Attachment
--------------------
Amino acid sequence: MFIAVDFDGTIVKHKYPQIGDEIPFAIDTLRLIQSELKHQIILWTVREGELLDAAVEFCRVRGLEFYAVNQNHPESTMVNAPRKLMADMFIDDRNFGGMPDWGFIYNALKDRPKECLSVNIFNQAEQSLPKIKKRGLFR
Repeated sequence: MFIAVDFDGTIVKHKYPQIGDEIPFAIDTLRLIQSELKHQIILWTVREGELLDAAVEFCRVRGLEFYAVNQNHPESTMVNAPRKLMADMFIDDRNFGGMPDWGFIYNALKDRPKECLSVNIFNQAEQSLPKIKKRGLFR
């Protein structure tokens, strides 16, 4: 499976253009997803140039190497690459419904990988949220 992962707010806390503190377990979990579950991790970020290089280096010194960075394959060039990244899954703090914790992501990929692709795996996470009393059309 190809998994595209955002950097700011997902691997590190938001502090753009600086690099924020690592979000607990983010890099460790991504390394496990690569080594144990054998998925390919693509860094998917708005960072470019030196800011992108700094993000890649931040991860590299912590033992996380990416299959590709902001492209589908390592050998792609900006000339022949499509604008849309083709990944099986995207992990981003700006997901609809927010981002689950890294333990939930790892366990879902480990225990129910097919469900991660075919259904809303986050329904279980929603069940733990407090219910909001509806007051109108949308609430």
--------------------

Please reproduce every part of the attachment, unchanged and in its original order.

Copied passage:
Amino acid sequence: MFIAVDFDGTIVKHKYPQIGDEIPFAIDTLRLIQSELKHQIILWTVREGELLDAAVEFCRVRGLEFYAVNQNHPESTMVNAPRKLMADMFIDDRNFGGMPDWGFIYNALKDRPKECLSVNIFNQAEQSLPKIKKRGLFR
Repeated sequence: MFIAVDFDGTIVKHKYPQIGDEIPFAIDTLRLIQSELKHQIILWTVREGELLDAAVEFCRVRGLEFYAVNQNHPESTMVNAPRKLMADMFIDDRNFGGMPDWGFIYNALKDRPKECLSVNIFNQAEQSLPKIKKRGLFR
């Protein structure tokens, strides 16, 4: 499976253009997803140039190497690459419904990988949220 992962707010806390503190377990979990579950991790970020290089280096010194960075394959060039990244899954703090914790992501990929692709795996996470009393059309 190809998994595209955002950097700011997902691997590190938001502090753009600086690099924020690592979000607990983010890099460790991504390394496990690569080594144990054998998925390919693509860094998917708005960072470019030196800011992108700094993000890649931040991860590299912590033992996380990416299959590709902001492209589908390592050998792609900006000339022949499509604008849309083709990944099986995207992990981003700006997901609809927010981002689950890294333990939930790892366990879902480990225990129910097919469900991660075919259904809303986050329904279980929603069940733990407090219910909001509806007051109108949308609430």